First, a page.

More than 100 nonprofit arts organizations across the state will share in more than $400,000 in funding through the Oklahoma CARES Grants from the Oklahoma Arts Council.
The grants are being provided to help arts-focused nonprofits keep jobs and maintain organizational stability during the COVID-19 pandemic and were made possible by federal funding provided through the Coronavirus Aid, Relief, and Economic Security (CARES) Act, distributed by the National Endowment for the Arts to the Oklahoma Arts Council as its state partner.
Oklahoma Arts Council Executive Director Amber Sharples said the funding will benefit all Oklahomans.
“In passing the CARES Act, Congress recognized the need to support the arts as a sector that meaningfully contributes to our nation’s economy, education and quality of life,” Sharples said. “We are grateful to members of Oklahoma’s congressional delegation for helping make this support possible.”
Sharples said that the nature of visual and performing arts, which inherently bring people together, meant that state arts organizations were among the first to close down at the start of the pandemic and may ultimately be the last to reopen.
“Through this funding, nonprofit arts organizations serving diverse communities in areas ranging from Duncan to Woodward, Elk City to Rentiesville, and everywhere in between will be better poised to endure the challenges they are facing,” she said.
Funding determinations were made by members of the governor-appointed Oklahoma Arts Council board. Awards reflect the Oklahoma Arts Council’s commitment to diversity, equity and inclusion in its investment of support across the state. Organizations receiving awards can use funds for administrative and artistic salaries, benefits and contracts. Facility and operational expenses are also eligible expenses.
Tulsa-area organizations that will receive grants are 108 Contemporary, American Theatre Company, Arts and Humanities Council of Tulsa (ahha Tulsa), Barthelmes Conservatory (The bART), Broken Arrow Community Playhouse, Chamber Music Tulsa, Choregus Productions, Circle Cinema Foundation Inc., Friends of Starlight Concerts Inc., Harmony Project Tulsa, Heller Theatre Company, Living Arts of Tulsa Inc., Oklahoma Performing Arts Inc., Philbrook Museum of Art, Theatre North, Theatre Tulsa Inc., Tulsa Ballet, Tulsa Opera Inc., Tulsa Oratorio Chorus, Tulsa Performing Arts Center Trust, Tulsa Project Theatre, Tulsa Symphony Orchestra and Woody Guthrie Center.
Tulsa Artist Fellows
Crystal Z Campbell, now in her fifth year as a Tulsa Artist Fellow, has been named a 2020–2021 fellow at the Radcliffe Institute for Advanced Study at Harvard University, part of a class whose work will span the sciences, social sciences, humanities and arts.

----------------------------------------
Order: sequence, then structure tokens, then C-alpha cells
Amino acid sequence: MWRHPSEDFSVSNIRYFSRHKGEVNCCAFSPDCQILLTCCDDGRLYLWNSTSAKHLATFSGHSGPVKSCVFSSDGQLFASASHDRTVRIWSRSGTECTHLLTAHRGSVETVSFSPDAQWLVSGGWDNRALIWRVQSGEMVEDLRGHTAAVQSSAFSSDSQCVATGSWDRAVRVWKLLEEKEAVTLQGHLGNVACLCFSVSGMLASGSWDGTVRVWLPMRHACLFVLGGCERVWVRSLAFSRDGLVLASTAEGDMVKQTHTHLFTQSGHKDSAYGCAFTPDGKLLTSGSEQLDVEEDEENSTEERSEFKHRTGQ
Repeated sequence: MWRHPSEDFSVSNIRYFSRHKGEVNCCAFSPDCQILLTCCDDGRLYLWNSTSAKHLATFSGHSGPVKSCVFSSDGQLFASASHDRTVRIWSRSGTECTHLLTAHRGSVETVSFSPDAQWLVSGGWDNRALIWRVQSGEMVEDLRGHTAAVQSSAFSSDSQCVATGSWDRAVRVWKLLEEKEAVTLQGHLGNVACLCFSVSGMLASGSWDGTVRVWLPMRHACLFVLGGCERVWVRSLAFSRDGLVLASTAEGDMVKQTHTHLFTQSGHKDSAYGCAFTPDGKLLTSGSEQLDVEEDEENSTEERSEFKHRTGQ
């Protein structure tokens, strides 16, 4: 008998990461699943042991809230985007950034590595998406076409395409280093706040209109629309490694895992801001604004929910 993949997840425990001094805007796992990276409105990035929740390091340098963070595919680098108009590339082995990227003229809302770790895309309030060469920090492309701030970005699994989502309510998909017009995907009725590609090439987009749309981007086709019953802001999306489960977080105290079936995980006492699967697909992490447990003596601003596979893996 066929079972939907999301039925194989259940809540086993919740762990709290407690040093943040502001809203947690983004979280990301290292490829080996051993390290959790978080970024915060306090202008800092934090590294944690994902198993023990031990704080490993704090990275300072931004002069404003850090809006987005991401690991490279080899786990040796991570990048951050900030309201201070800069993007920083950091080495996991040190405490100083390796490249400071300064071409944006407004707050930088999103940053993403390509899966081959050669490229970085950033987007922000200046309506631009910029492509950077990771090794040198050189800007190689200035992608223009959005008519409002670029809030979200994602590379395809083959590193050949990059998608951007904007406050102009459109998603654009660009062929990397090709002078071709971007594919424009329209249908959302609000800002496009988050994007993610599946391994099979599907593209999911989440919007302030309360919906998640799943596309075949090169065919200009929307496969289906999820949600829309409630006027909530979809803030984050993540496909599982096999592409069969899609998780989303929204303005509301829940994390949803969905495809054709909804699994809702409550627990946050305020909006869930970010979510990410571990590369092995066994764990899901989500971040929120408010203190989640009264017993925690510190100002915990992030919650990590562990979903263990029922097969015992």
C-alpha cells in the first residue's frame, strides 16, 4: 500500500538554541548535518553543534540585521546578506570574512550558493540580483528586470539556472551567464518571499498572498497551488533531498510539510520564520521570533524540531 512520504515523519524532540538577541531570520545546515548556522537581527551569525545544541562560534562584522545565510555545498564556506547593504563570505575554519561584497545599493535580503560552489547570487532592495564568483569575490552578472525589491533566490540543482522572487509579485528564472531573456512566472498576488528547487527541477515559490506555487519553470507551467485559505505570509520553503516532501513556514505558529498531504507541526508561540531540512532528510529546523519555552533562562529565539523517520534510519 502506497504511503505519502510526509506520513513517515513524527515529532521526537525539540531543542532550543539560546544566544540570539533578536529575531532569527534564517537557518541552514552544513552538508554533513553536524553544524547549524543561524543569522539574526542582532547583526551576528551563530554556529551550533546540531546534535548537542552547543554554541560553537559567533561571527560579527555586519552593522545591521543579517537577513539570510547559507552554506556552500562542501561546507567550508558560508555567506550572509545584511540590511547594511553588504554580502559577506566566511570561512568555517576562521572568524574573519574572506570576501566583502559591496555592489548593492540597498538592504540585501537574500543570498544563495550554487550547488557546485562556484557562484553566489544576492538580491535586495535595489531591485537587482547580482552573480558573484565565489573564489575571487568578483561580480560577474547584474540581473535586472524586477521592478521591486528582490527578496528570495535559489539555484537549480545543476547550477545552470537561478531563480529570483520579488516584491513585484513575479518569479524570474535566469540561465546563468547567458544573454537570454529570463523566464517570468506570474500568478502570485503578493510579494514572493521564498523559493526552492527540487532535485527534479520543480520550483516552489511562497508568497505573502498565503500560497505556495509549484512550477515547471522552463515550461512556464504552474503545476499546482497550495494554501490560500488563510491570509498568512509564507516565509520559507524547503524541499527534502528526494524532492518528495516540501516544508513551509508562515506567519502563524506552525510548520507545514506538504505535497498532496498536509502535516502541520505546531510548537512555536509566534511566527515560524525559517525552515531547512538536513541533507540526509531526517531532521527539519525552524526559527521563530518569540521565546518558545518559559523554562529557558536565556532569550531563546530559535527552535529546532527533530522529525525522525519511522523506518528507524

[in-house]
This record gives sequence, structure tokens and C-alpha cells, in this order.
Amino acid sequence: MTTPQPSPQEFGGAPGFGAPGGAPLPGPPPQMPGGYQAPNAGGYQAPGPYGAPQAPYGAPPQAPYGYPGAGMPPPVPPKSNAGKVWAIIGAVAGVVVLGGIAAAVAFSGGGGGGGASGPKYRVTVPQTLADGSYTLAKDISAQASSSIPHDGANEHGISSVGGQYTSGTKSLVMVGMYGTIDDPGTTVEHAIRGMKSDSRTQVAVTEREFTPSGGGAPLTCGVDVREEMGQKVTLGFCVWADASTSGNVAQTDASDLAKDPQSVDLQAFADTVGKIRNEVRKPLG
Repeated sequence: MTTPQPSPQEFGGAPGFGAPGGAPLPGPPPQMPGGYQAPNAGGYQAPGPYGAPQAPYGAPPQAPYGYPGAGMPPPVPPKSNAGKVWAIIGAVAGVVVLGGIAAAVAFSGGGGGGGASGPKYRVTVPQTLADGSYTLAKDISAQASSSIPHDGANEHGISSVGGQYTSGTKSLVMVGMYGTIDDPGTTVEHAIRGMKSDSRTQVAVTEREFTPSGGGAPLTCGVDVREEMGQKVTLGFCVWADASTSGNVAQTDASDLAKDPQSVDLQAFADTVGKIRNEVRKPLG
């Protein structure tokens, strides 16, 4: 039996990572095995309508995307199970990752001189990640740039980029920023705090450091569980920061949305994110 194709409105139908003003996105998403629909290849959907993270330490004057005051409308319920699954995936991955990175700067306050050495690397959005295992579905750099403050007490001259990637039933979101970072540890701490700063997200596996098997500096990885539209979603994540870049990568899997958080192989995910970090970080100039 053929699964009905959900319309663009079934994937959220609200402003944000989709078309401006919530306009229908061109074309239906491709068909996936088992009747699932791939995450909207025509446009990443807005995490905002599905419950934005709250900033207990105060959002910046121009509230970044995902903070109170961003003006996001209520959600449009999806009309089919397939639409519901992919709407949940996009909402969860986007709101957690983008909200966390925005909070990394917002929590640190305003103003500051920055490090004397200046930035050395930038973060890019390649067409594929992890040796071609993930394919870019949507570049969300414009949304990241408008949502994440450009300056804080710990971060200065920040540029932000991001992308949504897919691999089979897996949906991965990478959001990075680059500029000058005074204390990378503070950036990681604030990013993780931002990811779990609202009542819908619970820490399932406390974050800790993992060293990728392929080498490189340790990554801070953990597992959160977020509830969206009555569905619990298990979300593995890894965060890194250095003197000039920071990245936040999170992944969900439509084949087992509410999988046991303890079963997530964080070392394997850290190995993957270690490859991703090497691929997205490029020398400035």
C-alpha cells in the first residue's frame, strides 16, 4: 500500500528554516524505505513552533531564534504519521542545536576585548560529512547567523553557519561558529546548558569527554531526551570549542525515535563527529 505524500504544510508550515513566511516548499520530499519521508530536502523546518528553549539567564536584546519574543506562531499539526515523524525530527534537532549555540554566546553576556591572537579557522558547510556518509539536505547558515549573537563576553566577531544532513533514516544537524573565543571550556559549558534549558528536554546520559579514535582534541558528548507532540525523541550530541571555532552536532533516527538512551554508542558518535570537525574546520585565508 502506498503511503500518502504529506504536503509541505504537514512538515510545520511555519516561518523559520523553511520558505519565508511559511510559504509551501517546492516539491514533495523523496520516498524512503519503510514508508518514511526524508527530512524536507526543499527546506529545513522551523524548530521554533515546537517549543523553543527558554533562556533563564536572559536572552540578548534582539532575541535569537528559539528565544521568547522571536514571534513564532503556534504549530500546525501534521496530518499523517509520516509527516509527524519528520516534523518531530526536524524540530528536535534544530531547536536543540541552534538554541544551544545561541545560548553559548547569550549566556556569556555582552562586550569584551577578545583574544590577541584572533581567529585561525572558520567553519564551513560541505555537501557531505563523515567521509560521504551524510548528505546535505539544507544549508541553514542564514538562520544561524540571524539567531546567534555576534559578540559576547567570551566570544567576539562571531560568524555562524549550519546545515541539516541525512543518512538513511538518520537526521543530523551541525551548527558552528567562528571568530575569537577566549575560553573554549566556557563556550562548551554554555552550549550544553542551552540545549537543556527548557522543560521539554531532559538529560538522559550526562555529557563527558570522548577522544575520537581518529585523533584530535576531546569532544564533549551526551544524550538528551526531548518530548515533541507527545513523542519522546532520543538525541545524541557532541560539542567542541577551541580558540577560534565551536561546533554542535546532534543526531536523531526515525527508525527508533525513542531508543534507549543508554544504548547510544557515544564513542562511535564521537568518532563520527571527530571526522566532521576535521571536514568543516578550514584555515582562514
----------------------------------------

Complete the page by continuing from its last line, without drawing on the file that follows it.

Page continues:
Campbell was chosen as the 2020–2021 Film Study Center David and Roberta Logie Fellow and will use the opportunity to continue work on “Slick,” an experimental feature-length film centering around the long-term impact of the 1921 Tulsa Race Massacre.
The film will be accompanied by a publication to complement the filmmaker’s research, artwork and writings, and also feature commissioned essays by guest writers.
The 1921 Tulsa Race Massacre was one of the most devastating incidents of racially motivated domestic terrorism in the United States, with more than 35 blocks of businesses and homes in the predominately Black community of Greenwood destroyed.
The 2020–2021 fellowship year will be virtual, with the possibility of a residential component, pending decisions on Harvard-wide policies by university leaders and informed by epidemiological models of the spread of COVID-19.
“This fellowship class, taking shape amid a devastating pandemic, reflects our conviction that the cross-disciplinary exchange and deep exploration that Radcliffe enables are critically important for Harvard and for the wider world — especially in times like these, when we must confront unprecedented challenges,” said Radcliffe Dean Tomiko Brown-Nagin.
Campbell is a multidisciplinary artist, experimental filmmaker and writer of African-American, Filipino and Chinese descents. Her work is described as “an excavation of public secrets using live performance, installation, sound, painting, film/video and texts.”
Campbell said of the “Slick” film project, “With Tulsa as the main character, I want to create a dynamic experimental film, considering how the impact of the 1921 Tulsa Race Massacre might be recontextualized in both specific and broader historical and creative contexts. I am engaged with the ways that film can be used to amplify undertold narratives, and be a creative summoning of justice.”